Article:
Due to the quality of the optical elements and the faster image-capturing ability of prime lenses, they have now become very expensive. However, they are very reliable as there are fewer moving parts, so there is less that can go wrong. The zoom lens has become the most popular with new cameras, though, as it replaces several more bulky prime lenses (for example a 500mm prime lens is 2/3m in length and not much fun to carry around).
The Zoom Lens
The variable focal length telephoto lens, or to give it its common name, the zoom lens, will allow the user the benefit of combining several lenses of various focal lengths into one lens. Allowing the photographer the ability of altering the magnification of the image, this is commonly referred to as zoom capability. These lenses often give you a small amount of wide angle too.
How does a zoom lens work? It produces a range of magnifications by moving the lens elements within it. By this method the lens has the ability to cover a series of focal lengths. However, you can often pay for that convenience with increased weight and compromised optics – prime lenses generally produce sharper pictures and have faster maximum apertures.
When you consider zoom lenses, the choice widens. Think seriously about what you want to do; are you a casual photographer who wants to have the ability to get a good range of results?
The safest and most cost effective choice is to supplement the lens that came with your camera with some carefully chosen interchangeable medium zoom lenses. A 60mm to 350mm lens from your camera manufacturer's own range would probably be the most useful. Remember a manual zoom is the easiest to use.
If you use a zoom lens there is a trap you must try to avoid. Many people get carried away and zoom in too far, sometimes cutting off sections of the subject (photographs of trees are particularly vulnerable to this accidental cropping). Remember you can always edit the image later but if you have zoomed in too far the damage is irreparable.
Wide Angle Lenses
For landscape photography a good wide angle lens is often very useful. The choice will range from medium to ultra wide angle. This ultra wide angle lens is interesting but very rarely used. The best use is the night sky; pointing straight up it will capture the night sky from horizon to horizon - make sure you need this or the lens could just gather dust in a cupboard.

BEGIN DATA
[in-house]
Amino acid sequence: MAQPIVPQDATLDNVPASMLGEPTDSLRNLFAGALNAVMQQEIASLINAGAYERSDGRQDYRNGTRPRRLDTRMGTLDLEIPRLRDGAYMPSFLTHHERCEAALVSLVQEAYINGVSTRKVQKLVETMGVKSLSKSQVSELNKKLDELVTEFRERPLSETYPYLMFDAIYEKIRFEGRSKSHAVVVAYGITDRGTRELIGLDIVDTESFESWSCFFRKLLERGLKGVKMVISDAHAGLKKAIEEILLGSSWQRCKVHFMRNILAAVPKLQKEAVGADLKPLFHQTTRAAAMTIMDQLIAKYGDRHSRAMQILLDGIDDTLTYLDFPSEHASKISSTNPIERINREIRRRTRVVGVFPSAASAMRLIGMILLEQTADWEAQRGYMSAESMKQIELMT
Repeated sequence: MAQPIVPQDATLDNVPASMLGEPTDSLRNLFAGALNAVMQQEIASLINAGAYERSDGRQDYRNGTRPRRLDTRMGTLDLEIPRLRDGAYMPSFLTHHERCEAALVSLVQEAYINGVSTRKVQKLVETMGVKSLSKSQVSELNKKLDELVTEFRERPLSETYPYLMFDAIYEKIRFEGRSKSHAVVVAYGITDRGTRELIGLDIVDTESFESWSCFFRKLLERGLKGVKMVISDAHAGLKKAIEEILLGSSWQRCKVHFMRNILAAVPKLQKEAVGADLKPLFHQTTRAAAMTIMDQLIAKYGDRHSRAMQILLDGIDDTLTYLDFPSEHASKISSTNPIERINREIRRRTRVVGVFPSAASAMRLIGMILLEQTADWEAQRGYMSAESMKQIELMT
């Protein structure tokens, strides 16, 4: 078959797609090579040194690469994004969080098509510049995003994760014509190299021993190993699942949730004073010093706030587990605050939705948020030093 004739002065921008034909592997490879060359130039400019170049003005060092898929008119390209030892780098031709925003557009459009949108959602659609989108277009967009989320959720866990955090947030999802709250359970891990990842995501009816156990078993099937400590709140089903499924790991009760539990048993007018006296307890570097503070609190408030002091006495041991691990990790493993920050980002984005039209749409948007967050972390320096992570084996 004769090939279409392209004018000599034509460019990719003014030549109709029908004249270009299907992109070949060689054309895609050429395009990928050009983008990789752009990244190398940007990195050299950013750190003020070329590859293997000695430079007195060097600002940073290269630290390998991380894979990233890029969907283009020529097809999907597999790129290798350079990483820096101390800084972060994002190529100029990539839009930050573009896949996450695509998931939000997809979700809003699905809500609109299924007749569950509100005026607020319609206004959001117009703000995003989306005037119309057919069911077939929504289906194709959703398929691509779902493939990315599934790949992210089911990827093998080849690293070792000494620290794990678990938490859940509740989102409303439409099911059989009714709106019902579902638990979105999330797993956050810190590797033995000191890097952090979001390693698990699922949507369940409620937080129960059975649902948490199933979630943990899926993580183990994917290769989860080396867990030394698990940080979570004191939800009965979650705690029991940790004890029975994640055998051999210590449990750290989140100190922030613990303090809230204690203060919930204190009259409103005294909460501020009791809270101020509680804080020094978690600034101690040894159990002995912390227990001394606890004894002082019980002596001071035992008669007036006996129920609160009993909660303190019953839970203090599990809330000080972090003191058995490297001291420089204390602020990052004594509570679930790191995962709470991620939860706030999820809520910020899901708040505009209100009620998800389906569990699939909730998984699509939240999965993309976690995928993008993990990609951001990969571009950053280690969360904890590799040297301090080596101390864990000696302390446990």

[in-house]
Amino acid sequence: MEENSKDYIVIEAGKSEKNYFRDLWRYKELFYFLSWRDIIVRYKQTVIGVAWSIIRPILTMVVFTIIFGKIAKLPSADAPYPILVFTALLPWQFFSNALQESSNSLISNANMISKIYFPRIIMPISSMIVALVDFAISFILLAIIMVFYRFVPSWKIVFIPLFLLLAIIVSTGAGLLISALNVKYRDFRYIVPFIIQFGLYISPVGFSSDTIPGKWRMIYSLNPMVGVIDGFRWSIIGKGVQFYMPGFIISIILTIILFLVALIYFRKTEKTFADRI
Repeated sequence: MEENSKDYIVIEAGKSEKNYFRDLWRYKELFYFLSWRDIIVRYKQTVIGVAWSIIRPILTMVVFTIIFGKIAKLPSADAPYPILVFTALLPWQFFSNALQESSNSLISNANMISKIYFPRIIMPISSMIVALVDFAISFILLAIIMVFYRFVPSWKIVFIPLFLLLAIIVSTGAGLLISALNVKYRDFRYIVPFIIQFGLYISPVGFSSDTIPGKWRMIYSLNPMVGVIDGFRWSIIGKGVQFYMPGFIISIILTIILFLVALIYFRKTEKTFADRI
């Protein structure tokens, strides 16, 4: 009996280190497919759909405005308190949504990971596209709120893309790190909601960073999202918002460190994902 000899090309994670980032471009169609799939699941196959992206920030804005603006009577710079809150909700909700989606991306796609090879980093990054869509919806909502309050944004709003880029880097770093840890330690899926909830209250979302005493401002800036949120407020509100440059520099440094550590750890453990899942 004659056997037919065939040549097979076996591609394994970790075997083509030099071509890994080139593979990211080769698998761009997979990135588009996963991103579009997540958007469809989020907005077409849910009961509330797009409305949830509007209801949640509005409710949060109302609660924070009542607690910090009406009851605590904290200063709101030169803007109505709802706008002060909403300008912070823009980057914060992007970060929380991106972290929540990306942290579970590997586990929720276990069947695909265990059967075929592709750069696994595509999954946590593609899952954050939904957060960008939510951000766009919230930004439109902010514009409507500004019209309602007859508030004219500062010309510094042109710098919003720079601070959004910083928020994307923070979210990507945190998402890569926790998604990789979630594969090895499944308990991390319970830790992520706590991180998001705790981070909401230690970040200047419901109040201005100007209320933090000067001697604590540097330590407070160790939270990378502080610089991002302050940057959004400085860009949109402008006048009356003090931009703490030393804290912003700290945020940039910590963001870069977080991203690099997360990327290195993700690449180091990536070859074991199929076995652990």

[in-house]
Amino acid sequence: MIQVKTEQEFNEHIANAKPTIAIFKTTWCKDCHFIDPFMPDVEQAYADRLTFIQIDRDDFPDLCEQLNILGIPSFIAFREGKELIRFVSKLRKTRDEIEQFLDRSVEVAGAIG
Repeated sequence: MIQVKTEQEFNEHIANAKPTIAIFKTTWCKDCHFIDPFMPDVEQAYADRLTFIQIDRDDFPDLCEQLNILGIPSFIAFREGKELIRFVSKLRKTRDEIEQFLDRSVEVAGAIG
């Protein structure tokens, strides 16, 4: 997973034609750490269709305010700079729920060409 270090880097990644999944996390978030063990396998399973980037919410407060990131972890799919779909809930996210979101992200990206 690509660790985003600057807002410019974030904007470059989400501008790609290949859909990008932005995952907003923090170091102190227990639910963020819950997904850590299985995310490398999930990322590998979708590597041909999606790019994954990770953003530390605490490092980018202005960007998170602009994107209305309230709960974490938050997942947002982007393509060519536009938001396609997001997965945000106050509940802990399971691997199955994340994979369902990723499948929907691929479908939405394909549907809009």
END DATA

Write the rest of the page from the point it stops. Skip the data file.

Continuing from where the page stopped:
A wide angle lens is a lens that reproduces the human binocular view of the world. How? The best way to explain is to ask you to do a little experiment. Look at the horizon - find a tree or something to be the centre of your view. Now without moving your eyes, note what you can see on the far left and right - that is a wide angle view. Now do the same focus on your fixed point with both eyes, then close one eye. The field of view narrows - like a normal lens view. We humans see in wide angle, whereas a normal camera lens has a limited width of view. Now if you use a standard wide angle lens it will return that extra width, and that's all a wide angle does - it gives back the natural view to our photographs.
Extreme Wide Angle Lenses AKA Fisheye Lenses
Extreme wide angle lenses will curve the image away to the left and right. Ultra wide angles will produce a circular image of limited practical use, but do produce excellent shots of the night sky, or novelty images that soon lose their charm.
Portrait or Studio Lens
For portrait photography a 35mm to 50mm lens is quite a good choice. Its name is a little misleading as it is also useful for event crowd, street, gallery and exhibition photography.
The Macroscopic Lens
The true macroscopic, macro or close focus lens is one with properties of extreme magnification. It has limited use for the average photographer so the macro ability has now become a feature of many standard production lenses. Nearly every modern Bridge Camera has a good ultra close-up or macro ability built into its lens. If you have an interest in photographing the hairs on a bee's back, ask your dealer. There will be sample photographs from the popular makers in all photographic stores. DSLR cameras will have a similar range available - again, ask the dealer and you will find a good choice. Remember, if your original image is sharp enough, you can always try increasing the magnification in a PC editing session.
Mix and Match Lenses the Way of the Enthusiast
There are a wide variety of lens manufacturers and a wide variety of lenses, so you may be tempted to mix and match if you find what looks like a bargain lens. It is not recommended that you try this! There is a possibility that in the end you may save very little money and the quality of your photography might suffer. There will always be those who love to follow a different path. If you are an experimental photographer you can collect a variety of lenses to explore all aspects of photography. It will depend upon finding an adapter(s): expensive things adapter rings! You will need these to get the lenses to fit your camera, possibly even if the body and lens are from the same original maker. But it will provide you with a choice of some wonderful used or new fixed focal length or zoom lenses, and speciality lenses such as tilt-shift. Remember, as the camera will not fully connect to the lenses they will not focus automatically, and you will need to make sure that they are manual focusing lenses. Beware if you go down this route you risk serious damage to your camera, and no warranty will cover that, so if you must try, buy and experiment with a used digital SLR you are prepared to throw away. Remember you have been warned!